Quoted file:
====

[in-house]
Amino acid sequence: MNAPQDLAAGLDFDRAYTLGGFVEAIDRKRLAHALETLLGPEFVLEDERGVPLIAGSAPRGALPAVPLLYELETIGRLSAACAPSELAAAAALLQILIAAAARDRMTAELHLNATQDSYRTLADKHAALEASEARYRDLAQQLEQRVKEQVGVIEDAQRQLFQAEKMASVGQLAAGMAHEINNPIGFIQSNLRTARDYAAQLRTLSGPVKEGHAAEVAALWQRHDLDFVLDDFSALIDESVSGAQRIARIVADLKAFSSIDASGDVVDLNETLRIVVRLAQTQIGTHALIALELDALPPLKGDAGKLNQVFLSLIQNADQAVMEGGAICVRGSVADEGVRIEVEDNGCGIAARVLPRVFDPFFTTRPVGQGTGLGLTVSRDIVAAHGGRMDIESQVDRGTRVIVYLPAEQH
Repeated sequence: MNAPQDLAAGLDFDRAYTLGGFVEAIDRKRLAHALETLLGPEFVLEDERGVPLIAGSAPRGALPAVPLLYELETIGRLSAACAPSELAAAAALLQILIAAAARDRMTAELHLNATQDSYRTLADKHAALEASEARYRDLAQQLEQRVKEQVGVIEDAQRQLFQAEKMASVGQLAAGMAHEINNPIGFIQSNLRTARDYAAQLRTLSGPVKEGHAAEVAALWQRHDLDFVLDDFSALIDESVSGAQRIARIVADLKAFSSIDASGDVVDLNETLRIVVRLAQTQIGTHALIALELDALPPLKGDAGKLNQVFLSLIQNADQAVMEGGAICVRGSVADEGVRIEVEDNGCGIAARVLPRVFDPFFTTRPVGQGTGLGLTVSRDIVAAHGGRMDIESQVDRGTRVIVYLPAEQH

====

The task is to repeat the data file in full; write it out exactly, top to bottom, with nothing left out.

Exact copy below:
[in-house]
Amino acid sequence: MNAPQDLAAGLDFDRAYTLGGFVEAIDRKRLAHALETLLGPEFVLEDERGVPLIAGSAPRGALPAVPLLYELETIGRLSAACAPSELAAAAALLQILIAAAARDRMTAELHLNATQDSYRTLADKHAALEASEARYRDLAQQLEQRVKEQVGVIEDAQRQLFQAEKMASVGQLAAGMAHEINNPIGFIQSNLRTARDYAAQLRTLSGPVKEGHAAEVAALWQRHDLDFVLDDFSALIDESVSGAQRIARIVADLKAFSSIDASGDVVDLNETLRIVVRLAQTQIGTHALIALELDALPPLKGDAGKLNQVFLSLIQNADQAVMEGGAICVRGSVADEGVRIEVEDNGCGIAARVLPRVFDPFFTTRPVGQGTGLGLTVSRDIVAAHGGRMDIESQVDRGTRVIVYLPAEQH
Repeated sequence: MNAPQDLAAGLDFDRAYTLGGFVEAIDRKRLAHALETLLGPEFVLEDERGVPLIAGSAPRGALPAVPLLYELETIGRLSAACAPSELAAAAALLQILIAAAARDRMTAELHLNATQDSYRTLADKHAALEASEARYRDLAQQLEQRVKEQVGVIEDAQRQLFQAEKMASVGQLAAGMAHEINNPIGFIQSNLRTARDYAAQLRTLSGPVKEGHAAEVAALWQRHDLDFVLDDFSALIDESVSGAQRIARIVADLKAFSSIDASGDVVDLNETLRIVVRLAQTQIGTHALIALELDALPPLKGDAGKLNQVFLSLIQNADQAVMEGGAICVRGSVADEGVRIEVEDNGCGIAARVLPRVFDPFFTTRPVGQGTGLGLTVSRDIVAAHGGRMDIESQVDRGTRVIVYLPAEQH